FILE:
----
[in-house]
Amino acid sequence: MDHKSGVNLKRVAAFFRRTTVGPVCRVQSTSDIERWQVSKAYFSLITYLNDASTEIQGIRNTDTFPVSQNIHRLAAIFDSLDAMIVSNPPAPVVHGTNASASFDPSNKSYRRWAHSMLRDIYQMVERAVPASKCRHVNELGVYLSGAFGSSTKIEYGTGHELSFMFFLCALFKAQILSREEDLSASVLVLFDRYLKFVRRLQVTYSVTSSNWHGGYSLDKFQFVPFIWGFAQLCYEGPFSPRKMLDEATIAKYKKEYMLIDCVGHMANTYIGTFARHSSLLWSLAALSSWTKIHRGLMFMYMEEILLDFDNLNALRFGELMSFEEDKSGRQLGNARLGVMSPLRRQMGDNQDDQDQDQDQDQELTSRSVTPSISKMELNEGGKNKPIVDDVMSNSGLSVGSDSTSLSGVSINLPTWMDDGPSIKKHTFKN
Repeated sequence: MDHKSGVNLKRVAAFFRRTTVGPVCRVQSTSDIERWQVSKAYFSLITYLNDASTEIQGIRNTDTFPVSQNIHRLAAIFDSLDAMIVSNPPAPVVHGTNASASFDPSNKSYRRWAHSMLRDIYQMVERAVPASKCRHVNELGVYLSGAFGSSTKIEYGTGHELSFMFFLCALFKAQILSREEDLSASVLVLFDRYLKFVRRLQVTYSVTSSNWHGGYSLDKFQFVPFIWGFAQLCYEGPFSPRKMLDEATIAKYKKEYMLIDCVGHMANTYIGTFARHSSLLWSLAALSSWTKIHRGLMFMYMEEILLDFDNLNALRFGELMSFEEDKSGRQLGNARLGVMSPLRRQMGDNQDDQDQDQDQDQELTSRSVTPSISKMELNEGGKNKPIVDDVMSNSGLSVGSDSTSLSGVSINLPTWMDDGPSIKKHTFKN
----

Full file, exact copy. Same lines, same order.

[in-house]
Amino acid sequence: MDHKSGVNLKRVAAFFRRTTVGPVCRVQSTSDIERWQVSKAYFSLITYLNDASTEIQGIRNTDTFPVSQNIHRLAAIFDSLDAMIVSNPPAPVVHGTNASASFDPSNKSYRRWAHSMLRDIYQMVERAVPASKCRHVNELGVYLSGAFGSSTKIEYGTGHELSFMFFLCALFKAQILSREEDLSASVLVLFDRYLKFVRRLQVTYSVTSSNWHGGYSLDKFQFVPFIWGFAQLCYEGPFSPRKMLDEATIAKYKKEYMLIDCVGHMANTYIGTFARHSSLLWSLAALSSWTKIHRGLMFMYMEEILLDFDNLNALRFGELMSFEEDKSGRQLGNARLGVMSPLRRQMGDNQDDQDQDQDQDQELTSRSVTPSISKMELNEGGKNKPIVDDVMSNSGLSVGSDSTSLSGVSINLPTWMDDGPSIKKHTFKN
Repeated sequence: MDHKSGVNLKRVAAFFRRTTVGPVCRVQSTSDIERWQVSKAYFSLITYLNDASTEIQGIRNTDTFPVSQNIHRLAAIFDSLDAMIVSNPPAPVVHGTNASASFDPSNKSYRRWAHSMLRDIYQMVERAVPASKCRHVNELGVYLSGAFGSSTKIEYGTGHELSFMFFLCALFKAQILSREEDLSASVLVLFDRYLKFVRRLQVTYSVTSSNWHGGYSLDKFQFVPFIWGFAQLCYEGPFSPRKMLDEATIAKYKKEYMLIDCVGHMANTYIGTFARHSSLLWSLAALSSWTKIHRGLMFMYMEEILLDFDNLNALRFGELMSFEEDKSGRQLGNARLGVMSPLRRQMGDNQDDQDQDQDQDQELTSRSVTPSISKMELNEGGKNKPIVDDVMSNSGLSVGSDSTSLSGVSINLPTWMDDGPSIKKHTFKN